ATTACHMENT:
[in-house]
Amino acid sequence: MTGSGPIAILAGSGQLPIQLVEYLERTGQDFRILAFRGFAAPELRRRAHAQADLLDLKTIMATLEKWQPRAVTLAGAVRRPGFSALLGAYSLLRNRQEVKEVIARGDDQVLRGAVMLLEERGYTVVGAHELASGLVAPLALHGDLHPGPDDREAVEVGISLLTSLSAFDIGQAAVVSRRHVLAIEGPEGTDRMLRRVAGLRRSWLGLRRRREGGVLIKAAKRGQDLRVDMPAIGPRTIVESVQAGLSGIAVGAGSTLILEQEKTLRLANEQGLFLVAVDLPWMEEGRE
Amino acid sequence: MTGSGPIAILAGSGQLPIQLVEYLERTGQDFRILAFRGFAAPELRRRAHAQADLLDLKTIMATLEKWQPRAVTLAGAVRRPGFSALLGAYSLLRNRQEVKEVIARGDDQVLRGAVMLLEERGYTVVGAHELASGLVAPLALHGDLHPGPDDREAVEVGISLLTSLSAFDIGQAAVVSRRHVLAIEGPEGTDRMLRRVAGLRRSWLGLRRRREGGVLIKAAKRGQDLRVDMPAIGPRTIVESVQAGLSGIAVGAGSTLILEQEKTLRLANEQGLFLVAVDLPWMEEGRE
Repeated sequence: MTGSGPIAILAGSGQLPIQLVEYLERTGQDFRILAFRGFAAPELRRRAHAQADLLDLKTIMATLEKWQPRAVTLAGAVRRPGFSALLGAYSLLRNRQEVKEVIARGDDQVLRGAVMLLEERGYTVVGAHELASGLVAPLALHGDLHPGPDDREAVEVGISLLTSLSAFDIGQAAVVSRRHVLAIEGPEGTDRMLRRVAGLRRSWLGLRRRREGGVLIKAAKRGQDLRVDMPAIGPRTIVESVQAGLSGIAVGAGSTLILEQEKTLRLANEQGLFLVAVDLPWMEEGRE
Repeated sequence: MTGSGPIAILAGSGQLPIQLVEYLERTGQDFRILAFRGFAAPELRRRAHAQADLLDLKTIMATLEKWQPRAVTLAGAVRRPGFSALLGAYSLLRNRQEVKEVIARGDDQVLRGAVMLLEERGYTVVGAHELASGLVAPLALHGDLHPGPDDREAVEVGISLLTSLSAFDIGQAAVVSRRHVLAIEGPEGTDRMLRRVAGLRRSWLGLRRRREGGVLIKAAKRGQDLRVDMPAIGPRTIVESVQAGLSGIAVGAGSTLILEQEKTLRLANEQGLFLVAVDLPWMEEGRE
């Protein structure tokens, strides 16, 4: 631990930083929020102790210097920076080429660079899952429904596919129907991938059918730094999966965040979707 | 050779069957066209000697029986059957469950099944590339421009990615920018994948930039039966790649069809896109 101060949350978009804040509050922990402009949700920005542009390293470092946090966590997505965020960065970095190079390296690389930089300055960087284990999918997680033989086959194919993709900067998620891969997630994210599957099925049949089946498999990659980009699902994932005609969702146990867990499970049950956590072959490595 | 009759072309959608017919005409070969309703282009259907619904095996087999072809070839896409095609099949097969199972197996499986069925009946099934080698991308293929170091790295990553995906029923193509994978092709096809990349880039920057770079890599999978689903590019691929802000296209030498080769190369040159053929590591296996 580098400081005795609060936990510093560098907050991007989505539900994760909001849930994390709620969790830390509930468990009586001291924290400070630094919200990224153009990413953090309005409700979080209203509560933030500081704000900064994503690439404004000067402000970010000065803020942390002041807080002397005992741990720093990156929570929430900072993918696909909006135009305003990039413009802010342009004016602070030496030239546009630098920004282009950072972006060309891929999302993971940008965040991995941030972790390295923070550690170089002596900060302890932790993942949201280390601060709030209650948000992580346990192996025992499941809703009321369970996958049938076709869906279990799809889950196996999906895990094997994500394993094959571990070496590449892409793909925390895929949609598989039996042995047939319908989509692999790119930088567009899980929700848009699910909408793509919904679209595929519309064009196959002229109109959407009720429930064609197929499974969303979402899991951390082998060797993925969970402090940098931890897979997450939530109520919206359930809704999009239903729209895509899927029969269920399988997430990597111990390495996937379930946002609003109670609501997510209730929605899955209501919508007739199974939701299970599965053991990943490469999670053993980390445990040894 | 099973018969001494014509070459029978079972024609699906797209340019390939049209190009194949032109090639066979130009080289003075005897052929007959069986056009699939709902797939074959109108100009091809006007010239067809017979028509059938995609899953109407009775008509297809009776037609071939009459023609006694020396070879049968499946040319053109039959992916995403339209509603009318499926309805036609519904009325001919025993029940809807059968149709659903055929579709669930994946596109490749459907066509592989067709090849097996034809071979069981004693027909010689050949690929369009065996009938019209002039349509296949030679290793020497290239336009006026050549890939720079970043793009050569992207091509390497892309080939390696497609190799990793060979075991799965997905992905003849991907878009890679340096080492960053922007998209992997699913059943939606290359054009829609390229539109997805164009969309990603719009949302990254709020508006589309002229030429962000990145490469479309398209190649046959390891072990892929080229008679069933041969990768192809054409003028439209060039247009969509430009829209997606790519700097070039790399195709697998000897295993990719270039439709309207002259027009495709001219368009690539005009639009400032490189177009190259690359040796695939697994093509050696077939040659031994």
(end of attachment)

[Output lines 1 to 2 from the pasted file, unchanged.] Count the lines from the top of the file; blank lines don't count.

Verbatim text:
[in-house]
Amino acid sequence: MTGSGPIAILAGSGQLPIQLVEYLERTGQDFRILAFRGFAAPELRRRAHAQADLLDLKTIMATLEKWQPRAVTLAGAVRRPGFSALLGAYSLLRNRQEVKEVIARGDDQVLRGAVMLLEERGYTVVGAHELASGLVAPLALHGDLHPGPDDREAVEVGISLLTSLSAFDIGQAAVVSRRHVLAIEGPEGTDRMLRRVAGLRRSWLGLRRRREGGVLIKAAKRGQDLRVDMPAIGPRTIVESVQAGLSGIAVGAGSTLILEQEKTLRLANEQGLFLVAVDLPWMEEGRE